There are now many different designs of wheel bearing; single row ball and tapered roller bearings, double row ball (Gen 1), double row tapered roller bearings (Gen 1T) and hub units.
One design not listed above is the FAG Generation 2 bearing, which is fitted as original equipment to many popular modern vehicles, with a growing UK parc numbering more than fifteen million.
The Gen 2 bearing is predominantly fitted to models made by Ford, Land Rover, Mazda, Mitsubishi, Smart, Volkswagen Audi Group, and Volvo.
At first glance the construction appears simple, a pre-assembled unit consisting of a hub flange combined with a Gen 1 bearing. Most of the applications covered by Gen 2 bearings also require an encoder seal to be incorporated into the bearing, which sends a signal to the ECU to allow the activation of on-board safety critical systems such as anti-lock brakes (ABS), traction control (ASR) and electronic stability programmes (ESP).
In the image below you will notice a metal pressing located towards the flange on the bearing. This is a retaining ring which clips into a locating groove in the hub when the bearing is pressed fully home, securing it in place much like a circlip. When the bearing has been fully pressed into the hub it cannot be removed without damaging the retaining ring, so care must be taken to ensure that it is fitted correctly first time.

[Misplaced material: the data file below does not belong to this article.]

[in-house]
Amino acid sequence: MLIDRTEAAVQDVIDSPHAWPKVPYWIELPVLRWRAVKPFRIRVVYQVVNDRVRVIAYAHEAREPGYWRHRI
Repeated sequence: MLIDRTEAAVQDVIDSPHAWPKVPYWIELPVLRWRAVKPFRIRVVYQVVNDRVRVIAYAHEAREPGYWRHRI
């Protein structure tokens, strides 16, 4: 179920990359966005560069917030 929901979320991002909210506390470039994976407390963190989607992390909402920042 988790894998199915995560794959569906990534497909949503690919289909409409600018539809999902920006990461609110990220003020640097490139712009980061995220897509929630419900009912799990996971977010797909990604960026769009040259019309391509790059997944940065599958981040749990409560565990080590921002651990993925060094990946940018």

If you try and fit the bearing by pressing it into the hub using the drive flange you are liable to damage the raceway leading to premature bearing failure and run the risk of the retaining ring not being located correctly. Because of the specific Gen 2 bearing design and the possibility of damage during fitment, specially designed tools are required to mount the bearing correctly.
The special tool consists of a two-piece collar supplied in a range of sizes to suit different Gen 2 bearings. The fitting tool collar sits in the space between the rear of the hub flange and the retaining ring (see the image below). Once fitted the collar allows all of the force applied to be evenly distributed through the outer race when pressing the bearing into the hub (or knuckle). As well as ensuring safe fitment, another major advantage of using the correct tools is that the hub/knuckle does not have to be removed to allow the bearing to be fitted.
Schaeffler Automotive Aftermarket (UK)’s FAG, LuK clutch and INA tensioner brands are supported by technical support and repair installation tips through the RepXpert website (www.RepXpert.com) and a technical hotline; Ireland Tel: +44 (0)1432 264264.